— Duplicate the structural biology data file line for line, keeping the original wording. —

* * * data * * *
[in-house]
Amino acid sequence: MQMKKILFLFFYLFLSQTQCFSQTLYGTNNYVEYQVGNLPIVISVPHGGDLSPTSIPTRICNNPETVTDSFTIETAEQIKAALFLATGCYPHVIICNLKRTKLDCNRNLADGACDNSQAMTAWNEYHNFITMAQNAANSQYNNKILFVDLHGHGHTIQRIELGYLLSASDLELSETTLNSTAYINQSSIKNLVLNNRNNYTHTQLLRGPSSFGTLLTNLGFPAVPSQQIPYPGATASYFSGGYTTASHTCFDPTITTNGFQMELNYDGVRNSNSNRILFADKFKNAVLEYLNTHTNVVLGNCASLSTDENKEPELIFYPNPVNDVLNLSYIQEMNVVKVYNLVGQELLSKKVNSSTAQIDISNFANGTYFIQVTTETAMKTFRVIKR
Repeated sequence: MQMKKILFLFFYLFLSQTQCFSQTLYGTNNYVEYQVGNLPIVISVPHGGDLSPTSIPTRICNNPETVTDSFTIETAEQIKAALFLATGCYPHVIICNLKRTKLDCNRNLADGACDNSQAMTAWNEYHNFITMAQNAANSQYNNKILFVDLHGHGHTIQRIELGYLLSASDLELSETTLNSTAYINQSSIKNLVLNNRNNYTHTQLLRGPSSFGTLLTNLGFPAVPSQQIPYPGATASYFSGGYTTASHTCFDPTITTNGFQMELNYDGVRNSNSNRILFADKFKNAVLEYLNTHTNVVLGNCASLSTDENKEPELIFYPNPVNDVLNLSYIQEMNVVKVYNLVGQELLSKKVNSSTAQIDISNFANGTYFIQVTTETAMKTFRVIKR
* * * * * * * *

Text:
[in-house]
Amino acid sequence: MQMKKILFLFFYLFLSQTQCFSQTLYGTNNYVEYQVGNLPIVISVPHGGDLSPTSIPTRICNNPETVTDSFTIETAEQIKAALFLATGCYPHVIICNLKRTKLDCNRNLADGACDNSQAMTAWNEYHNFITMAQNAANSQYNNKILFVDLHGHGHTIQRIELGYLLSASDLELSETTLNSTAYINQSSIKNLVLNNRNNYTHTQLLRGPSSFGTLLTNLGFPAVPSQQIPYPGATASYFSGGYTTASHTCFDPTITTNGFQMELNYDGVRNSNSNRILFADKFKNAVLEYLNTHTNVVLGNCASLSTDENKEPELIFYPNPVNDVLNLSYIQEMNVVKVYNLVGQELLSKKVNSSTAQIDISNFANGTYFIQVTTETAMKTFRVIKR
Repeated sequence: MQMKKILFLFFYLFLSQTQCFSQTLYGTNNYVEYQVGNLPIVISVPHGGDLSPTSIPTRICNNPETVTDSFTIETAEQIKAALFLATGCYPHVIICNLKRTKLDCNRNLADGACDNSQAMTAWNEYHNFITMAQNAANSQYNNKILFVDLHGHGHTIQRIELGYLLSASDLELSETTLNSTAYINQSSIKNLVLNNRNNYTHTQLLRGPSSFGTLLTNLGFPAVPSQQIPYPGATASYFSGGYTTASHTCFDPTITTNGFQMELNYDGVRNSNSNRILFADKFKNAVLEYLNTHTNVVLGNCASLSTDENKEPELIFYPNPVNDVLNLSYIQEMNVVKVYNLVGQELLSKKVNSSTAQIDISNFANGTYFIQVTTETAMKTFRVIKR